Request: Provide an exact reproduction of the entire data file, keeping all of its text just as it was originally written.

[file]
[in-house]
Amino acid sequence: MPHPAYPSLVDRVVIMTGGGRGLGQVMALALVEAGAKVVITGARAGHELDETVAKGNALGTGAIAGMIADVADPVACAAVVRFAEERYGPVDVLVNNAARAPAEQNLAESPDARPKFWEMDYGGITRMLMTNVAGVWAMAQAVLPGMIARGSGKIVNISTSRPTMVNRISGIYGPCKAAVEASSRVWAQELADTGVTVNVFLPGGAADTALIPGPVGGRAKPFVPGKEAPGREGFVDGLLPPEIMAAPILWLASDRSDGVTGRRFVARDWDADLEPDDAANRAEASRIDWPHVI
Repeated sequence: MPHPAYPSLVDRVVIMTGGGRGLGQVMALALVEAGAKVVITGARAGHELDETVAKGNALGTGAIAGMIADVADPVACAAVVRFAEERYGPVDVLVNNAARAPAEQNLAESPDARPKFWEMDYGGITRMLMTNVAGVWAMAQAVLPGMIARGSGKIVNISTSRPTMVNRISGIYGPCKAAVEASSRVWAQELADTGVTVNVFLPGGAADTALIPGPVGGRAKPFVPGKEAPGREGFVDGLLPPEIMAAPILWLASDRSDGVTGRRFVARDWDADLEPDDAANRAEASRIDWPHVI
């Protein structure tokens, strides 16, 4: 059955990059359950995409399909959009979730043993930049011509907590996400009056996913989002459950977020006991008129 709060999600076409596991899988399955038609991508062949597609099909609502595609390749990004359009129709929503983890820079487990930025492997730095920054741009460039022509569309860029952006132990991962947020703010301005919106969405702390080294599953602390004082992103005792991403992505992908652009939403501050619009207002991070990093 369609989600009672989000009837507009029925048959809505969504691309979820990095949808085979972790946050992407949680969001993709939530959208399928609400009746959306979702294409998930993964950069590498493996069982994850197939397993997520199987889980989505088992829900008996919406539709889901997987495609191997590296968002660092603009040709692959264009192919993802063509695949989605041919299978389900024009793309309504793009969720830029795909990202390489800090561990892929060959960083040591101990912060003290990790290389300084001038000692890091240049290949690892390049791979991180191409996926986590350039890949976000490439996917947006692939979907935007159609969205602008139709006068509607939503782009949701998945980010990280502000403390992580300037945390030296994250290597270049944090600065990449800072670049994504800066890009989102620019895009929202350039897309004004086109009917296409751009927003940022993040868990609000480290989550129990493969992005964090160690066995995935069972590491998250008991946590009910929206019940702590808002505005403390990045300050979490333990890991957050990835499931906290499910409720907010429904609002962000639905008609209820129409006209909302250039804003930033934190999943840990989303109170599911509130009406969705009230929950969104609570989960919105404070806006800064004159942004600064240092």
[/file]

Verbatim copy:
[in-house]
Amino acid sequence: MPHPAYPSLVDRVVIMTGGGRGLGQVMALALVEAGAKVVITGARAGHELDETVAKGNALGTGAIAGMIADVADPVACAAVVRFAEERYGPVDVLVNNAARAPAEQNLAESPDARPKFWEMDYGGITRMLMTNVAGVWAMAQAVLPGMIARGSGKIVNISTSRPTMVNRISGIYGPCKAAVEASSRVWAQELADTGVTVNVFLPGGAADTALIPGPVGGRAKPFVPGKEAPGREGFVDGLLPPEIMAAPILWLASDRSDGVTGRRFVARDWDADLEPDDAANRAEASRIDWPHVI
Repeated sequence: MPHPAYPSLVDRVVIMTGGGRGLGQVMALALVEAGAKVVITGARAGHELDETVAKGNALGTGAIAGMIADVADPVACAAVVRFAEERYGPVDVLVNNAARAPAEQNLAESPDARPKFWEMDYGGITRMLMTNVAGVWAMAQAVLPGMIARGSGKIVNISTSRPTMVNRISGIYGPCKAAVEASSRVWAQELADTGVTVNVFLPGGAADTALIPGPVGGRAKPFVPGKEAPGREGFVDGLLPPEIMAAPILWLASDRSDGVTGRRFVARDWDADLEPDDAANRAEASRIDWPHVI
């Protein structure tokens, strides 16, 4: 059955990059359950995409399909959009979730043993930049011509907590996400009056996913989002459950977020006991008129 709060999600076409596991899988399955038609991508062949597609099909609502595609390749990004359009129709929503983890820079487990930025492997730095920054741009460039022509569309860029952006132990991962947020703010301005919106969405702390080294599953602390004082992103005792991403992505992908652009939403501050619009207002991070990093 369609989600009672989000009837507009029925048959809505969504691309979820990095949808085979972790946050992407949680969001993709939530959208399928609400009746959306979702294409998930993964950069590498493996069982994850197939397993997520199987889980989505088992829900008996919406539709889901997987495609191997590296968002660092603009040709692959264009192919993802063509695949989605041919299978389900024009793309309504793009969720830029795909990202390489800090561990892929060959960083040591101990912060003290990790290389300084001038000692890091240049290949690892390049791979991180191409996926986590350039890949976000490439996917947006692939979907935007159609969205602008139709006068509607939503782009949701998945980010990280502000403390992580300037945390030296994250290597270049944090600065990449800072670049994504800066890009989102620019895009929202350039897309004004086109009917296409751009927003940022993040868990609000480290989550129990493969992005964090160690066995995935069972590491998250008991946590009910929206019940702590808002505005403390990045300050979490333990890991957050990835499931906290499910409720907010429904609002962000639905008609209820129409006209909302250039804003930033934190999943840990989303109170599911509130009406969705009230929950969104609570989960919105404070806006800064004159942004600064240092």